Second Amendment Fight Comes to the Second City - NBC Chicago

Second Amendment Fight Comes to the Second City

The case will be argued next year



    Second Amendment Fight Comes to the Second City
    Kirk Weddle
    Chicago will be the new focus of the Second Amendment fight.

    Chicago figures to be at the center of an ongoing Second Amendment battle after the Supreme Court agreed Wednesday to take up the city's handgun ban.

    The court said it will review a lower court ruling that upheld a handgun ban in Chicago. Gun rights supporters challenged gun laws in Chicago and some suburbs immediately following the high court's decision in June 2008 that struck down a handgun ban in the District of Columbia, a federal enclave.

    The new case tests whether last year's ruling applies as well to local and state laws.

    The 7th U.S. Circuit Court of Appeals upheld ordinances barring the ownership of handguns in most cases in Chicago and suburban Oak Park, Ill.

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    Judge Frank Easterbrook, an appointee of President Ronald Reagan, said that "the Constitution establishes a federal republic where local differences are to be cherished as elements of liberty rather than extirpated in order to produce a single, nationally applicable rule."

    "Federalism is an older and more deeply rooted tradition than is a right to carry any particular kind of weapon," Easterbrook wrote.

    Evaluating arguments over the extension of the Second Amendment is a job "for the justices rather than a court of appeals," he said.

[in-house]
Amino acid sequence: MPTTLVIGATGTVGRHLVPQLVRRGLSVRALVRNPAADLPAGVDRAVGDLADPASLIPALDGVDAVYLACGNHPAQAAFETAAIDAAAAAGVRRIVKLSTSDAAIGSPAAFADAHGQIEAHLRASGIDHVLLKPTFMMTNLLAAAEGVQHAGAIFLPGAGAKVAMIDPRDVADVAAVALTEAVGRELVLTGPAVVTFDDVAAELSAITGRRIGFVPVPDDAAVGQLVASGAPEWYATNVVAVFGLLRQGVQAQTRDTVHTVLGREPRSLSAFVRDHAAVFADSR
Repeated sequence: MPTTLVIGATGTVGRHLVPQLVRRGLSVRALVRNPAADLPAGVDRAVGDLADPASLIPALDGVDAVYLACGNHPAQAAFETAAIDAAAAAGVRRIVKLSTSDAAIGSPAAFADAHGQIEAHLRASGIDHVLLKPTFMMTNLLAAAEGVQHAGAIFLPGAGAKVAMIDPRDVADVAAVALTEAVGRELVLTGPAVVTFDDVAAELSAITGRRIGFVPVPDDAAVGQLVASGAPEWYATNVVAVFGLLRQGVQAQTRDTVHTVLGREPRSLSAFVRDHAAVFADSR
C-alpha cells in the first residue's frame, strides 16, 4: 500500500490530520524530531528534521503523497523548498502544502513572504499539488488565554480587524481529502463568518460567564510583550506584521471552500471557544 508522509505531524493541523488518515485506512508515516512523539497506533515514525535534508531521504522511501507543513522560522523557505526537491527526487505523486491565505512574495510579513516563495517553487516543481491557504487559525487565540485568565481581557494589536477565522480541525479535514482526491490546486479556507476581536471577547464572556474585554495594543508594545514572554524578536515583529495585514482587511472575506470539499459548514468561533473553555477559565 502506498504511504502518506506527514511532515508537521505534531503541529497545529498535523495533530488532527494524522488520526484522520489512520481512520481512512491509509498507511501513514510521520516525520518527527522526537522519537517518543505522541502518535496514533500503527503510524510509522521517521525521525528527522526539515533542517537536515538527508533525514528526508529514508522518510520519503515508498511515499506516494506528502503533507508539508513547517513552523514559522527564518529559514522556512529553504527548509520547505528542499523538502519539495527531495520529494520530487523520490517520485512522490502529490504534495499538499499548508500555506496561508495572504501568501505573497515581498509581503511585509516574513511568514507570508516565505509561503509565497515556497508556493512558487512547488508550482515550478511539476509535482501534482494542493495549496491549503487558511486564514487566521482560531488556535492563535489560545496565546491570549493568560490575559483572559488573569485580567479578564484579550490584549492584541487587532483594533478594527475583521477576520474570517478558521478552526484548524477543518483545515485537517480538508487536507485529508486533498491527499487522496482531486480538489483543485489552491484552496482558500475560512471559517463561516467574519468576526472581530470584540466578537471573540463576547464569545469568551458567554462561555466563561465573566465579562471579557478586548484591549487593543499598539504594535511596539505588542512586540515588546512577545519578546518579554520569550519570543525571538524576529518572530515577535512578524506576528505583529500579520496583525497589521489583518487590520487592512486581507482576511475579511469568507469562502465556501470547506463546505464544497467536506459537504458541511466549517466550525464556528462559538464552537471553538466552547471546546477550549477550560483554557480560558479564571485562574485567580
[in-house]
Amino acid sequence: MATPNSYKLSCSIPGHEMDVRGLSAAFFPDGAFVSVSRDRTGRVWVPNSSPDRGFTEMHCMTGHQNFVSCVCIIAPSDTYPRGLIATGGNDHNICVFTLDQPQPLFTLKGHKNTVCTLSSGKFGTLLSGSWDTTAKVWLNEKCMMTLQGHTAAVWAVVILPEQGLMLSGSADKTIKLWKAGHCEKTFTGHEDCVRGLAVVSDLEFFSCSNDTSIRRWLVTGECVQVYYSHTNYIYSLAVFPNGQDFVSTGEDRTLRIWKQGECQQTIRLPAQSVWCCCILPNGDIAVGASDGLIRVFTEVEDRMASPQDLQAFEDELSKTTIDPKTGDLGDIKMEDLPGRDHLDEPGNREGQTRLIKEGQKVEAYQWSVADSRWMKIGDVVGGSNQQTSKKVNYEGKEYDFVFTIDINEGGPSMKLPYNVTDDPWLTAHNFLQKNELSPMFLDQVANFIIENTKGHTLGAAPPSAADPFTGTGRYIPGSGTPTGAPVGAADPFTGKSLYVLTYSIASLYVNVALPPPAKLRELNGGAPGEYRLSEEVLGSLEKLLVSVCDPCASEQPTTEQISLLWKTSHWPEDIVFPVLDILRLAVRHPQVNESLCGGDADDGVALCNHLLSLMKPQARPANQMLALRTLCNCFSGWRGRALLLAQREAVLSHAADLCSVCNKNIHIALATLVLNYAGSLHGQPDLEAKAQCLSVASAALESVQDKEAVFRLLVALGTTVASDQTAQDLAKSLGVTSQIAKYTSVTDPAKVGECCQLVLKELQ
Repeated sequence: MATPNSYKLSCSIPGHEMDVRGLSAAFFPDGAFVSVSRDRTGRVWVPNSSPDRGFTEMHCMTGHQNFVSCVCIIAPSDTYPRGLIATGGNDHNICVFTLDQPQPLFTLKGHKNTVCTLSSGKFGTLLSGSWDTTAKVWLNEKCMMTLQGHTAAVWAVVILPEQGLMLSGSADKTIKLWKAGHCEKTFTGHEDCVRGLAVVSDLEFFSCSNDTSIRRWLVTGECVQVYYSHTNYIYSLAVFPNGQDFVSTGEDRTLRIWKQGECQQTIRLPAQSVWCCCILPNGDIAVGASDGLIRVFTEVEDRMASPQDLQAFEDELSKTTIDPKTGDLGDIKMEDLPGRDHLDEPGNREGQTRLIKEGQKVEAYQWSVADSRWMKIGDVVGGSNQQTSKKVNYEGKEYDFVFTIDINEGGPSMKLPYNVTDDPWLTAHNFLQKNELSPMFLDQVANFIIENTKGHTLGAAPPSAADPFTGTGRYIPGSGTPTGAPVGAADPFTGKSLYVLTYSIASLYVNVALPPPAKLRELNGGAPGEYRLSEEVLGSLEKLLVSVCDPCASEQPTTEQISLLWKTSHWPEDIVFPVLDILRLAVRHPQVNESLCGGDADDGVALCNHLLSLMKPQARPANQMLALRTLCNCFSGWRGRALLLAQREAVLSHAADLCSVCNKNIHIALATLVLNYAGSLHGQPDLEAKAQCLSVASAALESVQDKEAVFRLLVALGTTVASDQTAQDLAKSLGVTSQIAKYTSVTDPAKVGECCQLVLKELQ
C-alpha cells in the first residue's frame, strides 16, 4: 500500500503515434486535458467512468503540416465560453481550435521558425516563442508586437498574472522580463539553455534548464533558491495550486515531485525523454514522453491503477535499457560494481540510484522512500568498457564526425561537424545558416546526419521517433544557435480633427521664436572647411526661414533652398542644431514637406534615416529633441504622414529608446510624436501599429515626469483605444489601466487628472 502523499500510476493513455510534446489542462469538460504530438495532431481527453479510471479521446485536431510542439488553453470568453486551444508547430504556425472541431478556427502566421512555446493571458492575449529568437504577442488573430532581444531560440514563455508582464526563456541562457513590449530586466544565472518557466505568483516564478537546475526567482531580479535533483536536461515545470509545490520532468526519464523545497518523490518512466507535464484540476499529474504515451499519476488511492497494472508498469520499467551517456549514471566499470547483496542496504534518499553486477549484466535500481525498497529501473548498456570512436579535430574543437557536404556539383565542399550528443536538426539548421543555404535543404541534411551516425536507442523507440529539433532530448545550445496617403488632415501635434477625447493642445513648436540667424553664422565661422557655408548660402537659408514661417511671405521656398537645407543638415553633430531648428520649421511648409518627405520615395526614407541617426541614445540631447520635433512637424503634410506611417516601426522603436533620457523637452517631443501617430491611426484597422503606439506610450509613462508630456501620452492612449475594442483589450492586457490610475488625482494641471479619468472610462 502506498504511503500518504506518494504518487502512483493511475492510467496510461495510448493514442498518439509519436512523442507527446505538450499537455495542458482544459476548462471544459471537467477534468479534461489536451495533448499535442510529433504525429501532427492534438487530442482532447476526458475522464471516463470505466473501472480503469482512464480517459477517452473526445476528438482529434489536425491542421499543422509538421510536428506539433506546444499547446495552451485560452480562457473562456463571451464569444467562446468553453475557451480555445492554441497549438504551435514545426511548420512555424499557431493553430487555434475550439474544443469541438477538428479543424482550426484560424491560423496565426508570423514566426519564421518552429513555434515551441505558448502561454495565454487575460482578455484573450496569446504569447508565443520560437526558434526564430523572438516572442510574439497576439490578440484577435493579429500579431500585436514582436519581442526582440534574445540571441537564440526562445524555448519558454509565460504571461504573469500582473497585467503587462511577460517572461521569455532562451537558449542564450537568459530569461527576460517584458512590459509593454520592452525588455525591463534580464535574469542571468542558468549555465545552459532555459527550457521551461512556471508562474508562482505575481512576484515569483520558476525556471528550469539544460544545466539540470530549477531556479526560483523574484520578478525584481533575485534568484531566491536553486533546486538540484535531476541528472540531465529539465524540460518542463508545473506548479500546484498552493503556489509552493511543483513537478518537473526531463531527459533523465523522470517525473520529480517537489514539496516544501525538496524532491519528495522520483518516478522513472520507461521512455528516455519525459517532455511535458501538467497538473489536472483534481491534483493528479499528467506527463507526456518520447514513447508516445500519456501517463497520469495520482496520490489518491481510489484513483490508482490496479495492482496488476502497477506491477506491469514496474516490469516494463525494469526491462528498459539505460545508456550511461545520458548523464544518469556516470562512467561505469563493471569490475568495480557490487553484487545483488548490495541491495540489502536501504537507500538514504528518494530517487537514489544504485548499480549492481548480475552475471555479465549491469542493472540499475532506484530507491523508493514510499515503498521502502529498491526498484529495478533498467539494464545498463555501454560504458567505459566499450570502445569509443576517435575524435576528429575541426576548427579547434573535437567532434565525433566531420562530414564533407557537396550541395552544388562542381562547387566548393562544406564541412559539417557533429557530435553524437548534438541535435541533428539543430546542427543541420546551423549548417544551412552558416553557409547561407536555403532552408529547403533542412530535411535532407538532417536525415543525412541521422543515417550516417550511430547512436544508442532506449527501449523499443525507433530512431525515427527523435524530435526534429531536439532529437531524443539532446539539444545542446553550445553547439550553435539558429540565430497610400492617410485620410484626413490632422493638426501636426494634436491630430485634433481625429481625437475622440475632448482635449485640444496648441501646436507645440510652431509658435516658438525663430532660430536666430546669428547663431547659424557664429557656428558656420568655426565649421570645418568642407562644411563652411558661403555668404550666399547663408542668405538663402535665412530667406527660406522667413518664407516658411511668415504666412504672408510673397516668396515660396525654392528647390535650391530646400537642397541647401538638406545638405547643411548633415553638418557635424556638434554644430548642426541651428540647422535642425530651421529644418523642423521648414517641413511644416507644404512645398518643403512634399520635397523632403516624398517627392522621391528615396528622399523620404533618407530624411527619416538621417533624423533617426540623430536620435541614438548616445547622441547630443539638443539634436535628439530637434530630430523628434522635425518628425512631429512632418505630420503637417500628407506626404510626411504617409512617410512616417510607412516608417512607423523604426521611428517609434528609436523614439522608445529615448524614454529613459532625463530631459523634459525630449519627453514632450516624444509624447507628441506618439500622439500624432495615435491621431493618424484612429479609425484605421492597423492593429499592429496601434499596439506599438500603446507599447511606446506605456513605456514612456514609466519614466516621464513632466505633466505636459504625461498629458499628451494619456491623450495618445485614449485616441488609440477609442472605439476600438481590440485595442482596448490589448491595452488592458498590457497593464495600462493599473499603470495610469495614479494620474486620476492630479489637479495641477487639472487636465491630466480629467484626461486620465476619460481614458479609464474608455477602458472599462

The high court took his suggestion Wednesday.

    Justice Sonia Sotomayor, then an appeals court judge, was part of a three-judge panel in New York that reached a similar conclusion in January.

    Judges on both courts — Republican nominees in Chicago and Democratic nominees in New York — said only the Supreme Court could decide whether to extend last year's ruling throughout the country. Many, but not all, of the constitutional protections in the Bill of Rights have been applied to cities and states.

    The New York ruling also has been challenged, but the court did not act on it Wednesday. Sotomayor would have to sit out any case involving decisions she was part of on the appeals court. Although the issue is the same in the Chicago case, there is no ethical bar to her participation in its consideration by the Supreme Court.

    Several Republican senators cited the Sotomayor gun ruling, as well as her reticence on the topic at her confirmation hearing, in explaining their decision to oppose her confirmation to the high court.

    The case will be argued next year.

    The case is McDonald v. Chicago, 08-1521.